Dietary resveratrol supplementation prevents transport-stress-impaired meat quality of broilers through maintaining muscle energy metabolism and antioxidant status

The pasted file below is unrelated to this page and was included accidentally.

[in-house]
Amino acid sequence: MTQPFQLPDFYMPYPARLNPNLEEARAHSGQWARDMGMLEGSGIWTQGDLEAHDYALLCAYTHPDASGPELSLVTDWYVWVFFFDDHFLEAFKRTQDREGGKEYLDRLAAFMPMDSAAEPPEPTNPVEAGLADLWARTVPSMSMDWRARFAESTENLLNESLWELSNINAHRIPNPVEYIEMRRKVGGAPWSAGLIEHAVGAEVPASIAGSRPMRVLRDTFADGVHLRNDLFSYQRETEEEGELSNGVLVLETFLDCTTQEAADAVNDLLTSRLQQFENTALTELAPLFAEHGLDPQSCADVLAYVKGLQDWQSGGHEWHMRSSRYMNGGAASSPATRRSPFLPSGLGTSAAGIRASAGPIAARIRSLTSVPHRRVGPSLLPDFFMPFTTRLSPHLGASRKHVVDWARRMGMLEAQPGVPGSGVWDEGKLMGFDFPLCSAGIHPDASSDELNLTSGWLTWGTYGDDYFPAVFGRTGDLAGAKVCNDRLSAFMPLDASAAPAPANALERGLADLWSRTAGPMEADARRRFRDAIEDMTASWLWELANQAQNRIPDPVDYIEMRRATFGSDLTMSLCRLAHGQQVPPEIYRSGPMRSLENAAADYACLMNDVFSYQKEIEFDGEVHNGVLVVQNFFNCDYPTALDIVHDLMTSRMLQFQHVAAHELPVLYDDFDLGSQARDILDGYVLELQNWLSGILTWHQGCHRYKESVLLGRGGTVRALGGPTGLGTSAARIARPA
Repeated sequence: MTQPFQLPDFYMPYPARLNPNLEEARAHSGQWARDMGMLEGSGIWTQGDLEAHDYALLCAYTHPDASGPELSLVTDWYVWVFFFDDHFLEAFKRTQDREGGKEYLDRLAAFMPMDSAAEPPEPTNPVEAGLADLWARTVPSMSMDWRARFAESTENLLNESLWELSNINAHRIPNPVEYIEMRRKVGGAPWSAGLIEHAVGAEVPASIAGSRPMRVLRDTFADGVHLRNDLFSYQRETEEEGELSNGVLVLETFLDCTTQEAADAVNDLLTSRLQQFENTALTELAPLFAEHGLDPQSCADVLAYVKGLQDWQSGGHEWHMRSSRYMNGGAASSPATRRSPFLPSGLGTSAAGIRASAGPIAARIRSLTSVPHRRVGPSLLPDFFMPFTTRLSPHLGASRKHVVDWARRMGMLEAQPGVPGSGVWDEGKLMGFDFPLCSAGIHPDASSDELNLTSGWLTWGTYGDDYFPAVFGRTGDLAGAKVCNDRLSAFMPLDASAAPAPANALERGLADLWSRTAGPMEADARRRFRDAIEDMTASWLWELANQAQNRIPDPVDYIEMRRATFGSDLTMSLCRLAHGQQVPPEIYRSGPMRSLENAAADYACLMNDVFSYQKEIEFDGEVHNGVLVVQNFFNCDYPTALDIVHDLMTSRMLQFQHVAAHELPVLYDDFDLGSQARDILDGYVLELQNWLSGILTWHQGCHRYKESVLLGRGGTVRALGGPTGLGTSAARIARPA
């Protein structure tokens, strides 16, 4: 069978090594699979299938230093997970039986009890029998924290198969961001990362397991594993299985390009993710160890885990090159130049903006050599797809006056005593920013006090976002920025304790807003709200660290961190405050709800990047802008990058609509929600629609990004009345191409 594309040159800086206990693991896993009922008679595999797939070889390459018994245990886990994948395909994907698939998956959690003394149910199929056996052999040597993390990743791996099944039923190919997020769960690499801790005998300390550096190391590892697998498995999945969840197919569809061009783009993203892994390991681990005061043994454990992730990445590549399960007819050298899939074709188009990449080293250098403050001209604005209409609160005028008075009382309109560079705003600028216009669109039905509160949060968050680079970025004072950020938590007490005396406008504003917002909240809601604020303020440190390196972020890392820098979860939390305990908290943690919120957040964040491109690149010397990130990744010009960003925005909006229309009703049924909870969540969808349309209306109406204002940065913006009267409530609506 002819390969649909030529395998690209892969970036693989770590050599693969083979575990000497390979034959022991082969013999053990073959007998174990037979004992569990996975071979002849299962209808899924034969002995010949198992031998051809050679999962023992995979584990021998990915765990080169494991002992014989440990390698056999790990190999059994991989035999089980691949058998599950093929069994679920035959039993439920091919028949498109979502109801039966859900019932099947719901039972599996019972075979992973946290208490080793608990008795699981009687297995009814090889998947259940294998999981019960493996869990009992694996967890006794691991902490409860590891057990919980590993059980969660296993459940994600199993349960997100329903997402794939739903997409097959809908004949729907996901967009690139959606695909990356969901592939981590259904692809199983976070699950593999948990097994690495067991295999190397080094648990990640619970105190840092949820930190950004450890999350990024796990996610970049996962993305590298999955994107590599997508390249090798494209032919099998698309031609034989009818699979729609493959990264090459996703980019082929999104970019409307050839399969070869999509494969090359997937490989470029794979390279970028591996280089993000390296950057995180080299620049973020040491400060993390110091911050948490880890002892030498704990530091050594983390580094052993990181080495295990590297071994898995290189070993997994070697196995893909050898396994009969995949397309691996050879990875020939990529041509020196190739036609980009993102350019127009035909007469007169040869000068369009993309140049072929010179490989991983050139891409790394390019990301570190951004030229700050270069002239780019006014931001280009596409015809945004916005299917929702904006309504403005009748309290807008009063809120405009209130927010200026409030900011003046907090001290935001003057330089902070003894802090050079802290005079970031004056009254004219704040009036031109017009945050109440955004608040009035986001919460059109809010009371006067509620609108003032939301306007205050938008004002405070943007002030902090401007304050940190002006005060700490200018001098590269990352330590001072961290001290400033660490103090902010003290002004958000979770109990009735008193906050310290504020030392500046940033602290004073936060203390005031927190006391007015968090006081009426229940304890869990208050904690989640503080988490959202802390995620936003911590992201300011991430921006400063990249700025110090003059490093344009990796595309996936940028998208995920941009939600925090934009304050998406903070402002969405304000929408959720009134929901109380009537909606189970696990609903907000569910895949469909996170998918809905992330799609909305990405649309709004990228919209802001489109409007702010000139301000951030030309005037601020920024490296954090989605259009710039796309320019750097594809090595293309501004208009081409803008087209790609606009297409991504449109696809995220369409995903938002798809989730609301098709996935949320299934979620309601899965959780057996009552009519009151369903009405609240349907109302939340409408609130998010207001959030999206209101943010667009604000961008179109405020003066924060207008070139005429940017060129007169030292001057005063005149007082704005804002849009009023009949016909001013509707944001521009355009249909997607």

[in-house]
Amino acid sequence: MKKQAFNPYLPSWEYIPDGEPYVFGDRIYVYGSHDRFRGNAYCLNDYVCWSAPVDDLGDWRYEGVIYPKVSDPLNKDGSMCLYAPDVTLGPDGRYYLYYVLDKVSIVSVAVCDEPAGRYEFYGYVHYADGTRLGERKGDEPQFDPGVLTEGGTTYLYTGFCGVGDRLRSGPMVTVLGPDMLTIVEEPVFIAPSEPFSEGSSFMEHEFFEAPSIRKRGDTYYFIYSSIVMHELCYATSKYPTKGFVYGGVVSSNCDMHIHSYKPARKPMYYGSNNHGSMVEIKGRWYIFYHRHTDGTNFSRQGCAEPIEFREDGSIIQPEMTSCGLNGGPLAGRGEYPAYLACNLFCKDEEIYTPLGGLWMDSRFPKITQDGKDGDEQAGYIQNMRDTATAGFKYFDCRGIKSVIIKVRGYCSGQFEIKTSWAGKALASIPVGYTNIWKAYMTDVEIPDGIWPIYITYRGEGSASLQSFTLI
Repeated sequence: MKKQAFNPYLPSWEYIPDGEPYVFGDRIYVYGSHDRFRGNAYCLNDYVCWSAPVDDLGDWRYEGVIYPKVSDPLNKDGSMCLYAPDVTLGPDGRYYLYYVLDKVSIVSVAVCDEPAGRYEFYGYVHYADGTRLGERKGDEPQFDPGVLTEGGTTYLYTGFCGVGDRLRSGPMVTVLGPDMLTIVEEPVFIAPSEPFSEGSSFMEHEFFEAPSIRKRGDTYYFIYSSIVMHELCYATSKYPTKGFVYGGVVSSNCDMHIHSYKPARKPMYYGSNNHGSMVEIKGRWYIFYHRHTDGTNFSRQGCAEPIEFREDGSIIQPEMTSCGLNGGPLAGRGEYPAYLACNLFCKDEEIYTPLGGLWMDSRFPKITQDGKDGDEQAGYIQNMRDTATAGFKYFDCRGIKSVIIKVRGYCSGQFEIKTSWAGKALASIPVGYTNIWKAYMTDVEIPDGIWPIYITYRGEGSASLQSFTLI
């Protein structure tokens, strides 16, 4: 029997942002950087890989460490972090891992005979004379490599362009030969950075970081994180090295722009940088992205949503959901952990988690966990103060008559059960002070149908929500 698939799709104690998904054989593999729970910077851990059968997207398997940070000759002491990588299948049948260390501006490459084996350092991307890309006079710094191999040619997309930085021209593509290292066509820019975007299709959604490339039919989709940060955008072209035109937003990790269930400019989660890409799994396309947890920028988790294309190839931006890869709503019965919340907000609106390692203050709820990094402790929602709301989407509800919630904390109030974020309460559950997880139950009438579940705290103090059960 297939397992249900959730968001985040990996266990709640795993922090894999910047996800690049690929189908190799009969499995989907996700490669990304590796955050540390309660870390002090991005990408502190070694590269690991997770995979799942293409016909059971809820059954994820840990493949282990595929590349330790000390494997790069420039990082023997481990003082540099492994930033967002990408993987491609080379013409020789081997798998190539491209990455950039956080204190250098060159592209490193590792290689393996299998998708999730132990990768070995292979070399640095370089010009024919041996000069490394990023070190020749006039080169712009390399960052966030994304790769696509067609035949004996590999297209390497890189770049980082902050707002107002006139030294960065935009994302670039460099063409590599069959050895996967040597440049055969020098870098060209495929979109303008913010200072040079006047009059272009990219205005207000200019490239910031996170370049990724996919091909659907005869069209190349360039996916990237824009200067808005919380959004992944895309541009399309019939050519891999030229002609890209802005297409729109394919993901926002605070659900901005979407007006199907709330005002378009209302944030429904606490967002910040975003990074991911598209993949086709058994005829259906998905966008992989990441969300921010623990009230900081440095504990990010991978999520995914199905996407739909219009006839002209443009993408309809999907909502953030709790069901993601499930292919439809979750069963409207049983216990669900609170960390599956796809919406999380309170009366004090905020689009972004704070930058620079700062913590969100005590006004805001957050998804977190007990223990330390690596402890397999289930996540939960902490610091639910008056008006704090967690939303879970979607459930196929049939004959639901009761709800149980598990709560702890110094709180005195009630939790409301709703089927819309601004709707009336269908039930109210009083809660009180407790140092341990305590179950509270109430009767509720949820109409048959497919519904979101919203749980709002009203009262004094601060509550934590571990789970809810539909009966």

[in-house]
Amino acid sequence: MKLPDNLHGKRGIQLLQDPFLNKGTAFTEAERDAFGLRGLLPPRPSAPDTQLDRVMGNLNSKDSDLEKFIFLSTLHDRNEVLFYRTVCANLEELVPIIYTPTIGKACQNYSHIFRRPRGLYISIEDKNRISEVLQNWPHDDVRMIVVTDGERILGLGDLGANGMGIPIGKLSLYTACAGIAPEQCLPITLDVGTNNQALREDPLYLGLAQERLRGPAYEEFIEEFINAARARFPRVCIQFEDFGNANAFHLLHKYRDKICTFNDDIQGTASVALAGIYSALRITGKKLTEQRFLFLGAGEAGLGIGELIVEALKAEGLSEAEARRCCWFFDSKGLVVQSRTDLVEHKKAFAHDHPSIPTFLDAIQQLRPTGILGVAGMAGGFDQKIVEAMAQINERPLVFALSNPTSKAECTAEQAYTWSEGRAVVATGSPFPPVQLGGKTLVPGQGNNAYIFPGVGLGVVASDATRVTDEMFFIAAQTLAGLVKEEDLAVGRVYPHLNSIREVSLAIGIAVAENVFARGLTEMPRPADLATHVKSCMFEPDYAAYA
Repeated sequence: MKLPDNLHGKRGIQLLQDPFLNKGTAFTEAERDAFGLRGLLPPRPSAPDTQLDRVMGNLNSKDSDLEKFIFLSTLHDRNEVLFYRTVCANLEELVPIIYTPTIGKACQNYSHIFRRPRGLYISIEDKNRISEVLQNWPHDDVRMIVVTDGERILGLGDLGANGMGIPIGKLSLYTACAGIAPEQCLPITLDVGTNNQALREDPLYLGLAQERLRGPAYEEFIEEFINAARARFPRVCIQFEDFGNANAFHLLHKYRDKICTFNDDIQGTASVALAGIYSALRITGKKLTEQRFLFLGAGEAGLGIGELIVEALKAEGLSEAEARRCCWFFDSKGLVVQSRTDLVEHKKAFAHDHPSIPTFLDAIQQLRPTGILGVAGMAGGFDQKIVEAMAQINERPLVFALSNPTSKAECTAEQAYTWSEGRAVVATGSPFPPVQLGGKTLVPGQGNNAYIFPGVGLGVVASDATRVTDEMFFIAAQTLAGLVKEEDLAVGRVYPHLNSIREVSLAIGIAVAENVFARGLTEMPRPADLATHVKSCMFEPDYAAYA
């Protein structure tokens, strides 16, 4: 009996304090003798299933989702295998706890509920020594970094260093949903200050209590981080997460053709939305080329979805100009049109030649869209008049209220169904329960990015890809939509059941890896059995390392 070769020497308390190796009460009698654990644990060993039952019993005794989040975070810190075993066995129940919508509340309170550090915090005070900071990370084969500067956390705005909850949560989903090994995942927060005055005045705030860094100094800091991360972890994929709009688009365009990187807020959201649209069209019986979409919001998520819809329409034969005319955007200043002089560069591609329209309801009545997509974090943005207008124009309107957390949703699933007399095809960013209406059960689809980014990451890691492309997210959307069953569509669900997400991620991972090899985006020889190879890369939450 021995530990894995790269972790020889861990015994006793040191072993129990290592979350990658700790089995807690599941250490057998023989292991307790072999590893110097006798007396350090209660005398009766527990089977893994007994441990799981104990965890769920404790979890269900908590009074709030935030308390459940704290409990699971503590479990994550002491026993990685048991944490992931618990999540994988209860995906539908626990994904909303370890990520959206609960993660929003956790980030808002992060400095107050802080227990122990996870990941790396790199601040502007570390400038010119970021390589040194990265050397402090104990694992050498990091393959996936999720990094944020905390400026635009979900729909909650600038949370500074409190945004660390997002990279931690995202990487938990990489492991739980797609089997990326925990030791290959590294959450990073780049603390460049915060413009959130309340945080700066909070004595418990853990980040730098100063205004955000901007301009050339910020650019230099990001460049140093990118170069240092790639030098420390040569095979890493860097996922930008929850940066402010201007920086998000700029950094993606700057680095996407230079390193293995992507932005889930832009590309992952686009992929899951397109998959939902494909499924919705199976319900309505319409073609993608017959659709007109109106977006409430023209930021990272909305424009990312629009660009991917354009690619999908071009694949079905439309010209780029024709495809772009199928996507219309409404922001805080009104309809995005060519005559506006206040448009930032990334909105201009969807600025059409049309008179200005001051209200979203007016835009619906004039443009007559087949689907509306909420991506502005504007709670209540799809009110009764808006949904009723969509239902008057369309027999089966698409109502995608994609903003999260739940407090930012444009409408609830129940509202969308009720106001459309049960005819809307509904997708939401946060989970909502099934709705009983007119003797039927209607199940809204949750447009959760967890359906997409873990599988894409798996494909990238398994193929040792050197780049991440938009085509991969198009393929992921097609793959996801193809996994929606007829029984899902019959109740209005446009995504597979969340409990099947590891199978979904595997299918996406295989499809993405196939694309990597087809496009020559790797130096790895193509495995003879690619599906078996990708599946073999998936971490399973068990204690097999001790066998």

This experiment was to evaluate the effect of dietary resveratrol (Res) supplementation (0, 400 mg/kg) on growth performance, meat quality, and muscle anaerobic glycolysis and antioxidant capacity of transported broilers. A total of 360 21-day-old male Cobb broilers was randomly allotted to 2 dietary treatments (Res-free group and Res group) with 12 replicates of 15 birds each. On the morning of d 42, after a 9-hour fast, 24 birds (2 birds of each replicate) were selected from the Res-free group and then equally placed into 2 crates, and the other 12 birds (one bird of each replicate) were selected from the Res group and then placed into the other crate. All birds in the 3 crates were transported according to the following protocols: 0-hour transport of birds in the Res-free group (control group), 3-hour transport of birds in the Res-free group (T group), and 3-hour transport of birds in the Res group (T + Res group). The results showed that Res not only improved feed conversion ratio (P < 0.05) but also tended to improve birds' final body weight (P < 0.10). In the Res-free group, a 3-hour transport increased serum corticosterone concentration, muscle malondialdehyde (MDA) and lactate contents, and muscle lactate dehydrogenase (LDH) activity, while it decreased muscle glycogen content, total superoxide dismutase (T-SOD), and glutathione peroxidase (GSH-PX) activities (P < 0.05), which induced decreased breast meat quality (lower pH24h and higher drip loss and L*24 h, P < 0.05). Nevertheless, compared with the T group, Res increased muscle glycogen content and T-SOD and GSH-PX activities (P < 0.05 or P < 0.10), while it decreased muscle MDA content and LDH activity (P < 0.05), which is beneficial to the meat quality maintenance of transported broilers (lower drip loss, L*24 h, and higher pH24h, P < 0.05 or P < 0.10). This study provides the first evidence that dietary resveratrol supplementation prevents transport-stress-impaired meat quality of broilers, possibly through decreasing the muscle anaerobic glycolysis metabolism and improving the muscle antioxidant capacity.